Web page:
• NASA Report, Satellite Auxiliary-Propulsion Selection Techniques. Applications of Selection Techniques To The Ats-H Satellite, Web Address when accessed: here.
  • NASA Report, Gravity Gradient Stabilization System For The Applications Technology Satellite Fourth Quarterly Progress Report, 1 Apr. - 30 Jun. 1965, Web Address when accessed: here.
  • NASA Report, Gravity Gradient Stabilization System For The Applications Technology Satellite Fifth Monthly Progress Report, 1-30 Nov. 1964, Web Address when accessed: here.
  • NASA Report, Gravity gradient stabilization system for the Applications Technology Satellite Eighth quarterly progress report, 1 Apr. - 30 Jun. 1966, Web Address when accessed: here.
  • NASA Report, Applications Technology Satellite Gravity Gradient Stabilization System Sixth Quarterly Progress Report, 1 Oct. - 31 Dec. 1965, Web Address when accessed: here.
  • NASA Report, Gravity Gradient Stabilization System For The Applications Technology Satellite Seventh Monthly Progress Report, 1-31 Jan. 1965, Web Address when accessed: here.
  • NASA Report, Gravity Gradient Stabilization System For The Applications Technology Satellite Eighth Monthly Progress Report, 1-28 Feb. 1965, Web Address when accessed: here.
  • NASA Report, Gravity Gradient Stabilization System For The Applications Technology Satellite Tenth Monthly Progress Report, 1-30 Apr. 1965, Web Address when accessed: here.

Associated Launch Sites
  • Cape Canaveral America's largest launch center, used for all manned launches. Today only six of the 40 launch complexes built here remain in use. Located at or near Cape Canaveral are the Kennedy Space Center on Merritt Island, used by NASA for Saturn V and Space Shuttle launches; Patrick AFB on Cape Canaveral itself, operated the US Department of Defense and handling most other launches; the commercial Spaceport Florida; the air-launched launch vehicle and missile Drop Zone off Mayport, Florida, located at 29.00 N 79.00 W, and an offshore submarine-launched ballistic missile launch area. All of these take advantage of the extensive down-range tracking facilities that once extended from the Cape, through the Caribbean, South Atlantic, and to South Africa and the Indian Ocean. More...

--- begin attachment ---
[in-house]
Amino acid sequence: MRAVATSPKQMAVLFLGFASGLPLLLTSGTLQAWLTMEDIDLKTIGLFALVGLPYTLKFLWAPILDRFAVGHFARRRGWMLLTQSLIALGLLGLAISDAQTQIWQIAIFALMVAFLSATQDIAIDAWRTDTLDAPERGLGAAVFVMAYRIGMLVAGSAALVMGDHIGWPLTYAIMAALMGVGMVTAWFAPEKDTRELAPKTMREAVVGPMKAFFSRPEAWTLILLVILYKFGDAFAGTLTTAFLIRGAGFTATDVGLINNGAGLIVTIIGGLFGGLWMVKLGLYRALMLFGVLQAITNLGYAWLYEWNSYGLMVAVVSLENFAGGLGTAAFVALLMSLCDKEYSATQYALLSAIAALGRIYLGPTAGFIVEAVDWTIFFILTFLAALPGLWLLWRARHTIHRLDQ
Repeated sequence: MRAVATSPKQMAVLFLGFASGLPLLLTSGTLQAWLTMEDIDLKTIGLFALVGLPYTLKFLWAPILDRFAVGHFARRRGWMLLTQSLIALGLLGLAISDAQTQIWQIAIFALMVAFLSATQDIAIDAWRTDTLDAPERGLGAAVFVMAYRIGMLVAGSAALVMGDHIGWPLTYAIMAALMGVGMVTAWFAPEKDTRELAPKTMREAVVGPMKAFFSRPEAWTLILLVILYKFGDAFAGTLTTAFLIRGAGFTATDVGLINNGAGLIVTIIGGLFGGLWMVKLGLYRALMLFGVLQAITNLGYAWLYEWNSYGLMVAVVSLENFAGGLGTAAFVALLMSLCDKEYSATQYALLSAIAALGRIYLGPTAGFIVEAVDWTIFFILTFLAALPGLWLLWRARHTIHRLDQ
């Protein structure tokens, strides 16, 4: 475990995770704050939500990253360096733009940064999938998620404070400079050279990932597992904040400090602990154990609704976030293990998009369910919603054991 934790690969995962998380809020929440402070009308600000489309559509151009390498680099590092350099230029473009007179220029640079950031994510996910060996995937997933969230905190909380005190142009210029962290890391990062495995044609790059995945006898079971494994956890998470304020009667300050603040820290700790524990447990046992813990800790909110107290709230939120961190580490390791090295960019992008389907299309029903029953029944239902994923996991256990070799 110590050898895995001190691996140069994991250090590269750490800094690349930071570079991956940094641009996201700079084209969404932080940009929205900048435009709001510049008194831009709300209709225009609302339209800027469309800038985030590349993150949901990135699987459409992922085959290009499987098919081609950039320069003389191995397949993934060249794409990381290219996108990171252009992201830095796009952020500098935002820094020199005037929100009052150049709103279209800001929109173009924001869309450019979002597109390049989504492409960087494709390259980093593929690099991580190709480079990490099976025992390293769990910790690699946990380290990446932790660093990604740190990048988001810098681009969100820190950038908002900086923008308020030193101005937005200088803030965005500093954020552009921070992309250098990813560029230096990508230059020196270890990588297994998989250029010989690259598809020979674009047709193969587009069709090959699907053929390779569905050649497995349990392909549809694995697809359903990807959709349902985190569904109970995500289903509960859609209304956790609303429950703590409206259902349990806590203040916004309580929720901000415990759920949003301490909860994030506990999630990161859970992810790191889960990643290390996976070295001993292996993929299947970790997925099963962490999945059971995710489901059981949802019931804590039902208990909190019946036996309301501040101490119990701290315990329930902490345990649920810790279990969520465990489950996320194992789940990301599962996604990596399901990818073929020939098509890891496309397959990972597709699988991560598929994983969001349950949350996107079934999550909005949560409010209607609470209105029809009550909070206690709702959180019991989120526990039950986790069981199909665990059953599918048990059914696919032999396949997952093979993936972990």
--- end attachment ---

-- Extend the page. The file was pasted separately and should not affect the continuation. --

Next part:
• Cape Canaveral LC12 Atlas launch complex. The complex was built for the Atlas ballistic missile program. Launch sites 11 to 14 were accepted between August 1957 and mid-April 1958. Complex 12 supported its first Atlas launch on 10 January 1958, and it supported nine Ranger missions and four Mariner missions between 12 August 1961 and 15 June 1967. Complexes 11, 12 and 14 were deactivated in 1967, and Complex 13 was deactivated in April 1978. More...

ATS-2 Chronology


1967 April 6 - . 03:23 GMT - . Launch Site: Cape Canaveral. Launch Complex: Cape Canaveral LC12. LV Family: Atlas. Launch Vehicle: Atlas Agena D SLV-3. LV Configuration: SLV-3 Agena D 5102 (AA21) / Agena D 6152. FAILURE: Partial Failure.. Failed Stage: 2.
  • ATS 2 - . Payload: ATS A. Mass: 370 kg (810 lb). Nation: USA. Agency: NASA Greenbelt. Program: ATS. Class: Technology. Type: Communications technology satellite. Spacecraft: ATS-2. Decay Date: 1969-09-02 . USAF Sat Cat: 2743 . COSPAR: 1967-031A. Apogee: 11,119 km (6,909 mi). Perigee: 177 km (109 mi). Inclination: 28.4000 deg. Period: 218.80 min. Summary: Launch vehicle failure left in useless orbit; communications tests..